Auto Loan Calculator

Estimate the monthly payment for your car loan.

Updated: Jul 12, 2024

60 Months
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How to Use MoneyGeek’s Auto Loan Calculator

Taking on an auto loan is a significant financial commitment that can impact your budget for years to come. Aside from the monthly payments, you also have to consider interest rates, loan terms and other factors that can affect your overall financial wellbeing.

MoneyGeek’s auto loan calculator can help you navigate this complex landscape. Here’s a step-by-step guide on how to use it:

Enter the loan amount

Start by entering the total amount you wish to borrow. Knowing the exact amount helps you get a clear picture of what you're committing to.

Select the loan term

Choose the duration over which you intend to repay the loan. While a longer term might offer lower monthly payments, it usually comes with higher interest costs over the life of the loan.

Enter the interest rate

Enter the annual percentage rate (APR) offered by the lender. If you haven't received a specific rate yet, you can use the current average rate for auto loans based on your credit score. Keep in mind that even a slight variation in the interest rate can significantly affect the total amount you'll repay over the life of the loan.

Enter the down payment

Enter the down payment you plan to make. Down payments can vary widely, but a common recommendation is to put down at least 20% of the car's total cost if it’s new and 10% if it’s used.

Once you've submitted all the necessary information into our auto loan calculator, it will provide a detailed breakdown of your loan. This information is invaluable for comparing different loan options and making a financially sound decision. Here's what you can expect to see:

Monthly payment

This is the amount you'll be required to pay each month over the life of the loan. Knowing your monthly payment helps you assess whether the loan is affordable given your current budget and financial commitments.

Total interest paid

This figure represents the sum of all the interest payments you'll make over the loan term. It's a crucial number to consider because it shows you the cost of borrowing money, separate from the actual price of the car.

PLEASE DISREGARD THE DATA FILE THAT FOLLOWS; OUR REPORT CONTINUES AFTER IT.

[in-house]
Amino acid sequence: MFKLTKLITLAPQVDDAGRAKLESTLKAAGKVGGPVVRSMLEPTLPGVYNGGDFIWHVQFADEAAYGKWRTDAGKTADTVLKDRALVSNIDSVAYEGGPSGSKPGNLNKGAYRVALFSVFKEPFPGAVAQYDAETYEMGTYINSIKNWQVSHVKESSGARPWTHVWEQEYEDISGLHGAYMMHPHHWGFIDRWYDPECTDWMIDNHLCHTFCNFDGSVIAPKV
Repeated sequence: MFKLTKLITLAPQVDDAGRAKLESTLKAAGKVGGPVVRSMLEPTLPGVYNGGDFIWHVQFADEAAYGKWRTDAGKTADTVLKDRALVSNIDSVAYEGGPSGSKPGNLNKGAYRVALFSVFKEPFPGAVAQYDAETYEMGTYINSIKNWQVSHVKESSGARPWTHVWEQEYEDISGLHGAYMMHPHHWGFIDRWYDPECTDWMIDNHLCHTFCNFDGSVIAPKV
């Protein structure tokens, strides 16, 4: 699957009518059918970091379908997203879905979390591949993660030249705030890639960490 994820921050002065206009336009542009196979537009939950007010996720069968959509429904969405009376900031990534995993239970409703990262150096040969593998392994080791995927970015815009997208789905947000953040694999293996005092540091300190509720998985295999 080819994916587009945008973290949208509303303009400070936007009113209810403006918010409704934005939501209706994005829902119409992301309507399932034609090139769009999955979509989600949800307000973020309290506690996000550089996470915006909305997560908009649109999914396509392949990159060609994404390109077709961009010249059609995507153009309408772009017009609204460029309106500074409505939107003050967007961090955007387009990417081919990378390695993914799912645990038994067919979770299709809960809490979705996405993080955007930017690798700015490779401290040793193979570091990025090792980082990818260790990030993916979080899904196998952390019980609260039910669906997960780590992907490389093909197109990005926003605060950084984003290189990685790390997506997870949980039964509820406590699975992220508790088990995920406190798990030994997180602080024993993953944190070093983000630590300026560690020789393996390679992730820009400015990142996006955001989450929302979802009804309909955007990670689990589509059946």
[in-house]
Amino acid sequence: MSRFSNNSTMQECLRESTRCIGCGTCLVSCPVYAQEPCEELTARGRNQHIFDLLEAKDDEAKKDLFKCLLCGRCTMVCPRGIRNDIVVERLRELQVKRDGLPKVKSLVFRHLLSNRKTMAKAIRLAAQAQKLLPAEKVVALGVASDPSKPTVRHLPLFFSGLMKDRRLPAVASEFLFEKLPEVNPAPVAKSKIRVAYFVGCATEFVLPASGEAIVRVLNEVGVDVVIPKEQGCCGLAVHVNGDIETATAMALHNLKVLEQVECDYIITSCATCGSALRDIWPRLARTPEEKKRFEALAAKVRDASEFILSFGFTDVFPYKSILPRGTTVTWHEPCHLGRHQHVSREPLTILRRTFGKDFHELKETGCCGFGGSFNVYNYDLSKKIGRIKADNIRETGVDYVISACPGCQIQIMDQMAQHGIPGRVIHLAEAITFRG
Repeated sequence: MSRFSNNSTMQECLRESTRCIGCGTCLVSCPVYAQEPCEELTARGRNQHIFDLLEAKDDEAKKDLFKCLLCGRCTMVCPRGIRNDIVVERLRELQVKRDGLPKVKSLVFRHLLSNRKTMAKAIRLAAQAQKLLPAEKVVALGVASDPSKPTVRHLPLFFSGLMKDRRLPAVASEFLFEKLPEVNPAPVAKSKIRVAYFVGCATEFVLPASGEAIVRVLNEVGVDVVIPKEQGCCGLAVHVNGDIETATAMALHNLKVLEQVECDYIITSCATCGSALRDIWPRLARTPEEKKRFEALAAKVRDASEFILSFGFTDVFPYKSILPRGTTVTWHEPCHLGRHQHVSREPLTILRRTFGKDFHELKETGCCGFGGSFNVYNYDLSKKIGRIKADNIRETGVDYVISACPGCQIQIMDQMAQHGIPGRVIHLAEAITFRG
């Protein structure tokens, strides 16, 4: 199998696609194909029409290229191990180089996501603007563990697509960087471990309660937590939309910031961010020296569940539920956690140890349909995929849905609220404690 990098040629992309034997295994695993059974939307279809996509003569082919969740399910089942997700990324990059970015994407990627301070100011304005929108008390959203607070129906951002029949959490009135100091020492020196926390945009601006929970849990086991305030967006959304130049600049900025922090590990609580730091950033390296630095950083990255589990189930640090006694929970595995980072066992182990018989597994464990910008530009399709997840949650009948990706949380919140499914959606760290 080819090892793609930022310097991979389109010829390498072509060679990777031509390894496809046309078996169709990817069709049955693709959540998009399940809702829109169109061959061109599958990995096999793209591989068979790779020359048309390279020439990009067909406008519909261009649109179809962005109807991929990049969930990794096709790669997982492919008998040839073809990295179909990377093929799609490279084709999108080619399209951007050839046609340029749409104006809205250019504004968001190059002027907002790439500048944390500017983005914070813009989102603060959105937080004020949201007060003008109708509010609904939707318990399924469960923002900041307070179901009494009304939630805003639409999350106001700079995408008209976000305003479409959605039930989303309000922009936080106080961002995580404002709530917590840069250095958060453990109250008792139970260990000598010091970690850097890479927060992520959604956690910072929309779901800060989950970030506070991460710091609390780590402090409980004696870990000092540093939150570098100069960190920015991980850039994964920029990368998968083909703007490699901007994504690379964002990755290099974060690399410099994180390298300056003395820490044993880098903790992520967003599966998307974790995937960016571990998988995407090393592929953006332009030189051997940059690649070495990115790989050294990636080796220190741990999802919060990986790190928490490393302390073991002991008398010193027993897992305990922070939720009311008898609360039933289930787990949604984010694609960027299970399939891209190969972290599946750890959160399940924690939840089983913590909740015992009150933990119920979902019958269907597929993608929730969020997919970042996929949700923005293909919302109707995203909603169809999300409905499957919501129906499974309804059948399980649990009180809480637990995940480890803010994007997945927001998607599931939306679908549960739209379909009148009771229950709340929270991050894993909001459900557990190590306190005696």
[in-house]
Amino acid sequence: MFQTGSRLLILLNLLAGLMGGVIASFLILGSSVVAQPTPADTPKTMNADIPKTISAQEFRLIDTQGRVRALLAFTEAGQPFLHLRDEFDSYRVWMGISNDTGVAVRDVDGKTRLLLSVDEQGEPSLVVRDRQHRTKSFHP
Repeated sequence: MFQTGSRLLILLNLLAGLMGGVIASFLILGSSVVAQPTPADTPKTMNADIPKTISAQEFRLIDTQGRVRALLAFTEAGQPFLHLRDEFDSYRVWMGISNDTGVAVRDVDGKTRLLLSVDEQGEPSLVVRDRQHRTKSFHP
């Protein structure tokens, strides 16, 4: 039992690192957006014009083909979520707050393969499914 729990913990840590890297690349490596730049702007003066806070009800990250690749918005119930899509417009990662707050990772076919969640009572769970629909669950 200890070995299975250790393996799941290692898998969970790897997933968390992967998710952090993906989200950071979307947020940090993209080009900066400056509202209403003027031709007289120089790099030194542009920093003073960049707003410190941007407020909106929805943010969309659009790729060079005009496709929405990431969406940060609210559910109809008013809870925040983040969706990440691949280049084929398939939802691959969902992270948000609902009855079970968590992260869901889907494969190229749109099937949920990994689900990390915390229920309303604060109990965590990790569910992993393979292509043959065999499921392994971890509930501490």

Total cost of the loan

This is the sum of the loan amount, interest and any additional fees. It gives you a comprehensive view of the financial commitment you're making, allowing you to evaluate if the loan is truly worth it in the long run.

Amortization schedule

This table breaks down each monthly payment into principal and interest components. The schedule can be eye-opening, revealing how much of your monthly payment actually goes toward reducing the loan balance versus paying off interest.

Why Use an Auto Loan Calculator

Using an auto loan calculator is a proactive approach to understanding the financial implications of your auto loan choices. Our tool offers a range of benefits that go beyond basic number-crunching:

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    Comparing loan offers

    An auto loan calculator allows you to input various loan terms and interest rates so you can compare multiple offers side by side. This level of comparison can reveal which loan is the most cost-effective over its lifespan.

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    Deciding on a loan term

    This tool helps you see the impact of choosing different loan durations. For instance, you can quickly understand how a shorter loan term might increase your monthly payments but save you money on interest in the long run. This insight enables you to select a term that aligns with your budget and long-term financial goals.

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    Exploring "what-if" scenarios

    This tool allows you to experiment with different variables like down payments. You can see how each change affects your monthly payment and the total cost of the loan.

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    Long-term financial planning

    An auto loan calculator can aid in long-term financial planning. By understanding the total cost of the loan and how it fits into your budget, you can make more informed decisions about other financial commitments and goals.